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The end of an era? I hope so

October 27, 2012

I teach senior high school level biology and chemistry and over the past year I have changed the way I deliver, and the way students “acquire” content in my course. I have shared my journey and ideas with other colleagues along the way. Many have been receptive, and others…well…

Working in a department it is important to work as a team rather than against one another.  It is great to bounce ideas off of each other but some days it feels as if I am constantly fighting an uphill battle where I defend one argument and then another takes it’s place.  Even still, I feel comfortable moving in the direction I am, until university is mentioned.

The thinking goes something like this:  “Students in senior science courses are headed to postsecondary. They need to know the INFORMATION before going to university or they will not be successful. We at high school need to make sure we cover the CONTENT otherwise these students will be at a disadvantage and it will be MY fault.”

Is this in fact accurate? Is this what universities’ want?

I’ve never asked them…until now.

I sent emails to professors from UBC, U of A, and SFU asking them what their biology/ science departments are doing in terms of classroom format (lecture, etc), educational trends and expectations of students coming out of high school. I included in my email a description of a flipped classroom and how I am trying to move away from content acquisition and towards skill based, process oriented, and collaborative learning. I mentioned that I was hoping to get some insight into what the instructors were doing and to help get my students ready for the next level.

I had no idea what to expect or whether to expect any replies at all. I was blown away, excited and amazed at the responses I received. Below are summaries from 3 university professors.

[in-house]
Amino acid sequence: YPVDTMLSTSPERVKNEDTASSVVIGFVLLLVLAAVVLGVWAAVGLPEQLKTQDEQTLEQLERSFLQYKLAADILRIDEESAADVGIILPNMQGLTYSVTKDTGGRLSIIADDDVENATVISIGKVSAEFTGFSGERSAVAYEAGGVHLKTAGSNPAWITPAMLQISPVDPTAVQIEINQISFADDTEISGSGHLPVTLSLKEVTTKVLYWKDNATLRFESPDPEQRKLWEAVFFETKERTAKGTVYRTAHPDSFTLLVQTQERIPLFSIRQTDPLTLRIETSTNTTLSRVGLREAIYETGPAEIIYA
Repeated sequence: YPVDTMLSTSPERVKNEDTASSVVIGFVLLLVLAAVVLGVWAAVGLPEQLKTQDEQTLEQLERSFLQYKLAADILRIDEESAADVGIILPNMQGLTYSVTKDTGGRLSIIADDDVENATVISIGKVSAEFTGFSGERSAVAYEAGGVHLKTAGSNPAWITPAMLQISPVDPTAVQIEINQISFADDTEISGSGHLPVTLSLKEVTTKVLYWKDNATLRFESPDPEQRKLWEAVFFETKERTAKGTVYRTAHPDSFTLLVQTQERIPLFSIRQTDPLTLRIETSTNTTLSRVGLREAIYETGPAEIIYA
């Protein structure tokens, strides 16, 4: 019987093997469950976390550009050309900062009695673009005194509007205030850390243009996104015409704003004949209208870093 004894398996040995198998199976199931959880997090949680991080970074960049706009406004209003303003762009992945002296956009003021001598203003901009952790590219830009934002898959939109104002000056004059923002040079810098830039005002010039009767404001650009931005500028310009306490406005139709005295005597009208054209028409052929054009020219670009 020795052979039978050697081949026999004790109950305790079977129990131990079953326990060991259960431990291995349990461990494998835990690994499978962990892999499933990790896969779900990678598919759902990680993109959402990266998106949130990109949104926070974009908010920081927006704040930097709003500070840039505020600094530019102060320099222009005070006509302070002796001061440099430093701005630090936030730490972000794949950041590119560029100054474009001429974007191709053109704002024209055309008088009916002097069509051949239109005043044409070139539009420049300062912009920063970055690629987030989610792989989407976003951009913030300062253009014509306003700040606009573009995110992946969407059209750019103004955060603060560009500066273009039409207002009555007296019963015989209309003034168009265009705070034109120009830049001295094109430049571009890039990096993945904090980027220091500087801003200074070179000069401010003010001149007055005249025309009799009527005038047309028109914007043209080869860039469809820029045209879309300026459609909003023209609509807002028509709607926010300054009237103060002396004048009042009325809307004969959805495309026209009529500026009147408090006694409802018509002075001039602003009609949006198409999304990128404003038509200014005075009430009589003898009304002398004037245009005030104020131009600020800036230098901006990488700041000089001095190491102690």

Dr. Samuels
Head of Botany at UBC

Her suggestions on how to best prepare students for their post-secondary education:

  • “Encourage all activities that promote active learning in high school [such as skill based, process oriented, and collaborative learning.]
  • Develop…”habit of examining their own thinking will have a more successful transition to university.”
  • “Apply what they have learned in novel contexts.”

Dr. Jonathan Schaeffer
Dean, Faculty of Science, University of Alberta

Upcoming changes he mentions for the university :

  • We have been experimenting with flipped courses. Come September 2013 we will be expanding our number of flipped courses, at least two of which will be in Biology. If all goes well, then we will continue to move in this direction.

Dr. Lam
Biological Sciences at SFU

Upcoming changes he mentions for the university (Note the second one!!) :

    • “More inquiry-based and critical-thinking-heavy exercises. “
    • “Experiment with a flipped classroom design (like the one you mentioned) for the lectures.”
    • “Away from content acquisition and move towards skill-based, process-oriented, and collaborative learning.”
    • “Shift the focus away from knowing content and towards the useful skills and conceptual understanding that we want students to have when they graduate.”

His suggestions on how to best prepare students for their post-secondary education:

    • Break the habit of memorizing things instead of understanding them. The more you can shift their focus towards understanding concepts with the goal of being able to use them as tools to solve novel problems, the better.”